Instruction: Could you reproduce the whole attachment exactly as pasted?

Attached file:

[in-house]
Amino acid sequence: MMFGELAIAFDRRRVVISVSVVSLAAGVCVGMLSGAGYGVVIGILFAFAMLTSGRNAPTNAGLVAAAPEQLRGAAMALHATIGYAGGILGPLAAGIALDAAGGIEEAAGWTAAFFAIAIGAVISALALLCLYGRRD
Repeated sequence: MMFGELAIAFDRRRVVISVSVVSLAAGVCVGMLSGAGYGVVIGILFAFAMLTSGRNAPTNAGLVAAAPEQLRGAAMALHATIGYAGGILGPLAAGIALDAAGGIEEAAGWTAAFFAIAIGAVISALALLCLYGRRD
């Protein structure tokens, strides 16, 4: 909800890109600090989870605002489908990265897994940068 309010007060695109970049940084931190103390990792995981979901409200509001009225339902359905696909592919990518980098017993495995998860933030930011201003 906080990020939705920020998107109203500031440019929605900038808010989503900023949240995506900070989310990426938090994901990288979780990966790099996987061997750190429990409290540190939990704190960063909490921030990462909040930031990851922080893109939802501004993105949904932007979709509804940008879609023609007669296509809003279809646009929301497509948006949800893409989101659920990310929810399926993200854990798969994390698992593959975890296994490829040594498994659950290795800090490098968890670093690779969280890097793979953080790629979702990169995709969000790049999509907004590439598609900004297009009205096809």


[in-house]
Amino acid sequence: MMFGELAIAFDRRRVVISVSVVSLAAGVCVGMLSGAGYGVVIGILFAFAMLTSGRNAPTNAGLVAAAPEQLRGAAMALHATIGYAGGILGPLAAGIALDAAGGIEEAAGWTAAFFAIAIGAVISALALLCLYGRRD
Repeated sequence: MMFGELAIAFDRRRVVISVSVVSLAAGVCVGMLSGAGYGVVIGILFAFAMLTSGRNAPTNAGLVAAAPEQLRGAAMALHATIGYAGGILGPLAAGIALDAAGGIEEAAGWTAAFFAIAIGAVISALALLCLYGRRD
């Protein structure tokens, strides 16, 4: 909800890109600090989870605002489908990265897994940068 309010007060695109970049940084931190103390990792995981979901409200509001009225339902359905696909592919990518980098017993495995998860933030930011201003 906080990020939705920020998107109203500031440019929605900038808010989503900023949240995506900070989310990426938090994901990288979780990966790099996987061997750190429990409290540190939990704190960063909490921030990462909040930031990851922080893109939802501004993105949904932007979709509804940008879609023609007669296509809003279809646009929301497509948006949800893409989101659920990310929810399926993200854990798969994390698992593959975890296994490829040594498994659950290795800090490098968890670093690779969280890097793979953080790629979702990169995709969000790049999509907004590439598609900004297009009205096809």